Weather: overcast with showers, cool at first, light breeze.
Observers: Linda, Kaye
What a contrast with the weekend’s mini heatwave! But the showers were a welcome refreshment for yet more leaves and flowers, and the birds seemed to like it – at any rate they were much more in evidence than last week.
The new leaves include Oak, so here’s your official Wildwatch long-range weather forecast based on the old rhyme. If it means bud-burst, the Ash flowers have been out for weeks so it’s going to be a wet summer. If it means specifically leaves, the Ash has only just got started, whereas this Oak’s in full if very delicate leaf, so it’s going to be dry. Watch the skies and see how we compare with the Met Office!
Birds: For whatever reason, the birds were singing and showing again. Rarely have we seen and heard Song Thrushes so often in one session. Even allowing for seeing the same bird more than once, there must be at least five territories. Blackbirds were in full song for most of the morning, and one female was carrying nesting material near the Centre. Robins, Great Tits and Blue Tits popped up regularly all over the reserve, and we watched one Great Tit bring a fecal sac out of its nest then go back to get another. We had fewer and briefer sightings of Wrens, Bullfinches and two Goldfinches. A highlight was a Sparrowhawk flying directly overhead near the meadow. There are still two Coal Tits hanging around Osbaldwick Beck. Two Long-tailed Tits in the same location may or may not have been the birds we saw earlier at the opposite side. We could do with a Blackcap survey: there appear to be singing males in at least four locations, though we only saw two females. Chiffchaffs likewise can be heard throughout the wooded areas. Two Mallards on Osbaldwick Beck, flyover Carrion Crows and Herring Gulls, Dunnock, House Sparrow, Collared Doves and of course Magpies and Wood Pigeons gave us a much more respectable list of 21 species.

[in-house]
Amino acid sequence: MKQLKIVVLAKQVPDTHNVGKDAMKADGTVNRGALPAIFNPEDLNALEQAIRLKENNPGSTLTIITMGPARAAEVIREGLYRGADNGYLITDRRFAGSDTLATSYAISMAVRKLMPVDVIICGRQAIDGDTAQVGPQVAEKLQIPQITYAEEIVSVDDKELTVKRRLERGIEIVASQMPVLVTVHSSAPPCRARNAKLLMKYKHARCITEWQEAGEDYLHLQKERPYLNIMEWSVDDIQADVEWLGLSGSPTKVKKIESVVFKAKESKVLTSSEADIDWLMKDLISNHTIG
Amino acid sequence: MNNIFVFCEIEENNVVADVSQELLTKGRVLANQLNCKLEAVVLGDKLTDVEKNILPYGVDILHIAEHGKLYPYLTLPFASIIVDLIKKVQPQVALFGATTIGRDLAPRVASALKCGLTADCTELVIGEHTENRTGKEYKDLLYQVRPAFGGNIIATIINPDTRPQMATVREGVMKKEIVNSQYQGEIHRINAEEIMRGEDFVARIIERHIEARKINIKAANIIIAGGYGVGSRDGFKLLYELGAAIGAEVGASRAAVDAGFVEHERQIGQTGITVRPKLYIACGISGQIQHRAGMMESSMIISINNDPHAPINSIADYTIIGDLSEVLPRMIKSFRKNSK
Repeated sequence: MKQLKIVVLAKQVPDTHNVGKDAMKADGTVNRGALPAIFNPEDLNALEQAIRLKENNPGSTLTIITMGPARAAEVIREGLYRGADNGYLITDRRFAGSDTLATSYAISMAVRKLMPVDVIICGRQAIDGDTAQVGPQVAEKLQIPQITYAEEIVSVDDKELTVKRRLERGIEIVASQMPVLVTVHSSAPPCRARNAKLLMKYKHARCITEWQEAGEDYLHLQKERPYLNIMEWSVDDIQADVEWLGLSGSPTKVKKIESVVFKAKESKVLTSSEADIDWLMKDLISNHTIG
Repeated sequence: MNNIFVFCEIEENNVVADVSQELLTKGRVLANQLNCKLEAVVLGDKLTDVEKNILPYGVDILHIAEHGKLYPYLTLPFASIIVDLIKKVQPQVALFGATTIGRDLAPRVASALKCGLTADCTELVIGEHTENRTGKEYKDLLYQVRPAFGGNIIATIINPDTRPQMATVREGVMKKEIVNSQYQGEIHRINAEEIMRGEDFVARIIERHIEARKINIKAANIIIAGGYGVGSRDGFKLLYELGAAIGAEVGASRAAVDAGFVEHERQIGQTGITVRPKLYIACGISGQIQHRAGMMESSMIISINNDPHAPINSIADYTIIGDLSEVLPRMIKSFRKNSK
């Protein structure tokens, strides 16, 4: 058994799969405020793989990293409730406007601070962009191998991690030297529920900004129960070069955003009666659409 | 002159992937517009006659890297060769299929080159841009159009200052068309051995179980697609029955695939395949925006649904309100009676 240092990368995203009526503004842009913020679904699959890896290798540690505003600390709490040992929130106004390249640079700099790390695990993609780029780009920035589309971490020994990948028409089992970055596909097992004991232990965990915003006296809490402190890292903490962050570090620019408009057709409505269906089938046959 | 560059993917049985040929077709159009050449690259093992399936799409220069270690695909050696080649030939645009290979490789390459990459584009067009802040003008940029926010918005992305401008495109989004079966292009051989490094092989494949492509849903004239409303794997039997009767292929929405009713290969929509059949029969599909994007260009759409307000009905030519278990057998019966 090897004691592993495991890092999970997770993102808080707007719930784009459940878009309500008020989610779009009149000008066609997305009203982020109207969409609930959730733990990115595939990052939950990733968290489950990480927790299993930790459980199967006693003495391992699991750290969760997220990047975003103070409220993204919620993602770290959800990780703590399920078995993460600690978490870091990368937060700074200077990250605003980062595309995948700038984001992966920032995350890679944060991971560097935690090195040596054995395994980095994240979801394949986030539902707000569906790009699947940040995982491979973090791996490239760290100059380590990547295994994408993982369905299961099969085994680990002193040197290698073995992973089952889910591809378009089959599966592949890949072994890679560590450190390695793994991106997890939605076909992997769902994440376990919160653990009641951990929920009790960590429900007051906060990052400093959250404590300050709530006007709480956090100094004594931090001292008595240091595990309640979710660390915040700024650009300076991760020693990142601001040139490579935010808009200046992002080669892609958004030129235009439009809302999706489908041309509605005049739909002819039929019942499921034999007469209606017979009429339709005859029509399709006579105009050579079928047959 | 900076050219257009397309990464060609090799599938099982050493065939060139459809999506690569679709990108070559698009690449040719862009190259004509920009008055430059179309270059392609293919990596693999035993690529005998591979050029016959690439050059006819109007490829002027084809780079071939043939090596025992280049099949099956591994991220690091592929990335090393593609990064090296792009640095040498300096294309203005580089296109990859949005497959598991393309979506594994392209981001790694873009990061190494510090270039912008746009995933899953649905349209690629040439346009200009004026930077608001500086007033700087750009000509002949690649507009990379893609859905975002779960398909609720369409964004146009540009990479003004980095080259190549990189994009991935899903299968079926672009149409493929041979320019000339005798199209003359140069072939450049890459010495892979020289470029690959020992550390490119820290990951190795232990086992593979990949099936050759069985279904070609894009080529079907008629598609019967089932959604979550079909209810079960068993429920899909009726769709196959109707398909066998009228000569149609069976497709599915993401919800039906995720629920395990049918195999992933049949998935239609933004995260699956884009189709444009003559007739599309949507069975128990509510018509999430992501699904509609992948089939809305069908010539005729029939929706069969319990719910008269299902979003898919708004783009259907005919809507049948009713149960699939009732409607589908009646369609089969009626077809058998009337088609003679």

Amphibians: the Smooth Newts continue to give good views in the pond, but any surviving Tadpoles have gone under cover.
Invertebrates: one Seven-Spot Ladybird, the occasional Common Carder Bumblebee and a small bee that we haven’t yet identified, made up our entire insect quota.
The cooler and damper conditions seemed to have brought out a range of likewise unidentified Snails in the pathside vegetation. We look forward to the mollusc survey planned as part of the Nature Counts event next week!
Plants: the late-flowering Willows are producing catkins, the Oaks are at last in leaf, and Bird Cherry and Apple are in full blossom. Recorded for the first time this year are Cuckoo-flower and Broom in the Gorse patch, Green Alkanet near the compost heaps, and Bluebells (unfortunately only the Spanish variety) in several woodland spots. Red Campions are out near Osbaldwick Beck. The Prunus flowering season is just about over, but a few Lesser Celandines, Coltsfoots, Daffodils and one or two Fritillaries have survived the sunshine. The Cowslip patch is still going strong, and now has a number of variant forms ranging from almost red to pale orange. White Dead-nettles, Cow Parsley, Garlic Mustard and spectacular Dandelions are easy to find in most locations with wide path verges. Red Dead-nettle is a bit more selective, and along with Ivy-leaved Speedwell is probably best identified along the West boundary path. All sorts of other things are in bud and queuing up to be included in the next blog.